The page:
Battery Duportail - Ft. Morgan, AL
Posted by: Groundspeak Premium Member hummerstation
N 30° 13.683 W 088° 01.384
16R E 401551 N 3344498
Quick Description: Battery Duportail mounted two 12" disappearing guns when it was in service.
Location: Alabama, United States
Date Posted: 4/11/2014 7:16:56 PM
Waymark Code: WMKGDJ
Published By: Groundspeak Premium Member lumbricus
Views: 1

Long Description:
Fort Morgan, Alabama was built as a coastal defense fort, completed in 1834. In 1885 President Grover Cleveland ordered the creation of a fortification board, under the direction of Secretary of War William Endicott, to report on the present state of fortifications and to make recommendations for the implementation of a modern coast defense program. The Endicott Board recommended a $127 million construction program made up of an integrated network of dispersed reinforced concrete artillery batteries to be constructed at 29 strategic locations along the U.S. coast. These concrete gun positions were to mount a small number of large breech-loading rifled guns, heavy rifled mortars, or small caliber rapid-fire guns.

On March 18, 1898, $50,000 was allotted from the National Defense Act of March 9, 1898 for the construction of a concrete battery at Fort Morgan that was to mount two 12-inch breech-loading rifled guns. Due to the urgency caused by the Spanish American War, materials intended for the Corps of Engineers’ Tombigbee River improvement project were transferred to Fort Morgan for use in the construction of the battery. By 1900 the structure was almost complete with the exception of the installation of its two 12-inch rifles. The gallery contains a 14" Disappearing Gun (Source: Wikipedia) as an example.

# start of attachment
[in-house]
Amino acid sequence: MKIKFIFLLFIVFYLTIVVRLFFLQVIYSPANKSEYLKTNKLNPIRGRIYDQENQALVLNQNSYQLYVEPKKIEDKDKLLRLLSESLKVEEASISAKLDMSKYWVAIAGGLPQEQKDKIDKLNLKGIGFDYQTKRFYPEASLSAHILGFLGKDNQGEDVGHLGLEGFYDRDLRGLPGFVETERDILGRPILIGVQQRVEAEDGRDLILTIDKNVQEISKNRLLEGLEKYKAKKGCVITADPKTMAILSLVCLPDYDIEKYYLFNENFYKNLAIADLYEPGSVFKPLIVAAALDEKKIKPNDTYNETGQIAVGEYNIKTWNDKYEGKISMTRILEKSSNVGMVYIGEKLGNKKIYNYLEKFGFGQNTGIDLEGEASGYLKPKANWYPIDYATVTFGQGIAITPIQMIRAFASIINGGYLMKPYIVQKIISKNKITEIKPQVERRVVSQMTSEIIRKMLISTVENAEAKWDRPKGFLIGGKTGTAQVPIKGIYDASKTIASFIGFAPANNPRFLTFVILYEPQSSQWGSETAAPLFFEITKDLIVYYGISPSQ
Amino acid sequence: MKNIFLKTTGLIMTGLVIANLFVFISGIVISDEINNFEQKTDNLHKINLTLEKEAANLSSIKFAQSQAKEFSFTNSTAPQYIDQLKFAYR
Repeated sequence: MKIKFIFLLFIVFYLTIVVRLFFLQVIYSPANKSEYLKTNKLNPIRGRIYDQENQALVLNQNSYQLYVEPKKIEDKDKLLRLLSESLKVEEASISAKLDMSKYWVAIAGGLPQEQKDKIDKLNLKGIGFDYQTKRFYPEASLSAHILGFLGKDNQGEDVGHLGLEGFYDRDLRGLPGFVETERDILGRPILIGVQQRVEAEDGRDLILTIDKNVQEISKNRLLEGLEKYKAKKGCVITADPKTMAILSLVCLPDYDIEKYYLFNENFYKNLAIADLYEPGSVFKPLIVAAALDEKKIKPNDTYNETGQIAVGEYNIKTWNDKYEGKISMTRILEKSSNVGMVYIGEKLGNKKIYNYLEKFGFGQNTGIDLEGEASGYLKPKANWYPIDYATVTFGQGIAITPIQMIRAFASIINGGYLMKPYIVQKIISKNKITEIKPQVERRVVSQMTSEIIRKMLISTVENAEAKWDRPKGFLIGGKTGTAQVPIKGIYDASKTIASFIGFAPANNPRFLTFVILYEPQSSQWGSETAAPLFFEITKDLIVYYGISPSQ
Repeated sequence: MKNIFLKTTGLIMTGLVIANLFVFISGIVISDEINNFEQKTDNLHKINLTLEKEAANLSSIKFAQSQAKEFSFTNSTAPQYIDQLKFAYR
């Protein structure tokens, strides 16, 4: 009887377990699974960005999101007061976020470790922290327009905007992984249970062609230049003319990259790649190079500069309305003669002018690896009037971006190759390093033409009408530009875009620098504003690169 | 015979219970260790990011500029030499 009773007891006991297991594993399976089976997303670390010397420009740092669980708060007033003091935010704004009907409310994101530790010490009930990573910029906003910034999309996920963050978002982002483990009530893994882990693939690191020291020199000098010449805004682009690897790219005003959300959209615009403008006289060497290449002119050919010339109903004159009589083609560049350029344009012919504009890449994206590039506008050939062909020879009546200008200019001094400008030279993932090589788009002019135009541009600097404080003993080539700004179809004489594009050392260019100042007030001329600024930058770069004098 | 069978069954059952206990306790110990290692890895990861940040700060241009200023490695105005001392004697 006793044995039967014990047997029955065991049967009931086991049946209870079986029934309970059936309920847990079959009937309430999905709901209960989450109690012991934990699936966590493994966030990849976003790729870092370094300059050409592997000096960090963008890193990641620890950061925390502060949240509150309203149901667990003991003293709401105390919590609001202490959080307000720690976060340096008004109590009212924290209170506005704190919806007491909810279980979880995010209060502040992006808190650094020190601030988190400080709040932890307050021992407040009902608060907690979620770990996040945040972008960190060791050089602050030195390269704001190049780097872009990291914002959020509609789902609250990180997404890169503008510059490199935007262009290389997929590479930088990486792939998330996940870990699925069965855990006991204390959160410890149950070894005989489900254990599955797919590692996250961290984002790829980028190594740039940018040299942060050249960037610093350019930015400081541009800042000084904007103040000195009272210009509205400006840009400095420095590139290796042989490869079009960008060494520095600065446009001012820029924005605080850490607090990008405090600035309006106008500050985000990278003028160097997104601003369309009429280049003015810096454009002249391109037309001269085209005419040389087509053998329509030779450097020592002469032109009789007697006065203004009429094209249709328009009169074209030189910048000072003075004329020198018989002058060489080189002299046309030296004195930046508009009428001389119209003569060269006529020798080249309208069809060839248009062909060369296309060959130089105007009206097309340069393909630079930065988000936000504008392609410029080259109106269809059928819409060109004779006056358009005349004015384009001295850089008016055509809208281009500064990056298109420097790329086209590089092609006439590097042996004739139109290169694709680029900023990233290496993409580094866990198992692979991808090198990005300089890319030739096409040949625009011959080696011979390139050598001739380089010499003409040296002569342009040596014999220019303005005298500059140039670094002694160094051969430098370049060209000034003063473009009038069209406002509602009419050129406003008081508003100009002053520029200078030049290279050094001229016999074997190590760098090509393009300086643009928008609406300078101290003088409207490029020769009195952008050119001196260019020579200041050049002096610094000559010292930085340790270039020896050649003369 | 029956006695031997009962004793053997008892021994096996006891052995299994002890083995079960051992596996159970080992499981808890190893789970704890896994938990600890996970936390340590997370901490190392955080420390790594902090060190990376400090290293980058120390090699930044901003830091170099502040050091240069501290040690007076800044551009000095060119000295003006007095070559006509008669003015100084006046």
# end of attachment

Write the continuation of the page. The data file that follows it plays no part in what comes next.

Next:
On June 4, 1900 the battery was turned over to the Artillery by the Corps of Engineers and was named Battery Duportail to honor Major-General Louis Duportail who was chief engineer of the Army from 1777 to 1783. Battery Duportail’s design followed a common practice of the Endicott system of incorporating modern concrete batteries into existing, outdated masonry fortifications. The battery was constructed across the fort’s parade ground and utilized the old structure to provide additional protection. After the battery was completed, the southern half of the old fort, along with the dry moat, was filled with earth and rubble. At the same time the breast-height wall and the gun emplacements that ran along the southern half of the fort were leveled to clear an unobstructed field of fire towards the Gulf of Mexico.

Battery Duportail mounted two Model 1888, 12-inch Breech Loading Rifles on Model 1896 Buffington-Crozier carriages. These powerful artillery pieces were over 36 feet long and weighed 52 tons. With a powder charge of 268 pounds the gun could fire a 1,046 pound projectile eight and one half miles. The Buffington-Crozier carriage was named for the two American ordnance officers who perfected the design, but it was more commonly known as the “disappearing carriage.” The carriage consisted of two massive swing arms that supported the gun. The swing arms elevated the gun into firing position above the battery’s concrete wall by the release of a 30-ton counterweight into a pit beneath the carriage. Upon firing, the recoil pushed the gun to the rear and downward into the loading position behind the concrete wall. This concealed the gun from the view of an enemy at sea and protected its crew from enemy fire. Battery Duportail served as a major component of Fort Morgan’s defenses until it’s decommissioning in 1923. The battery’s two 12-inch guns remained in place until 1942 when they were scrapped.

Most of the above came from the link. (visit link)
Year photo was taken: 1937

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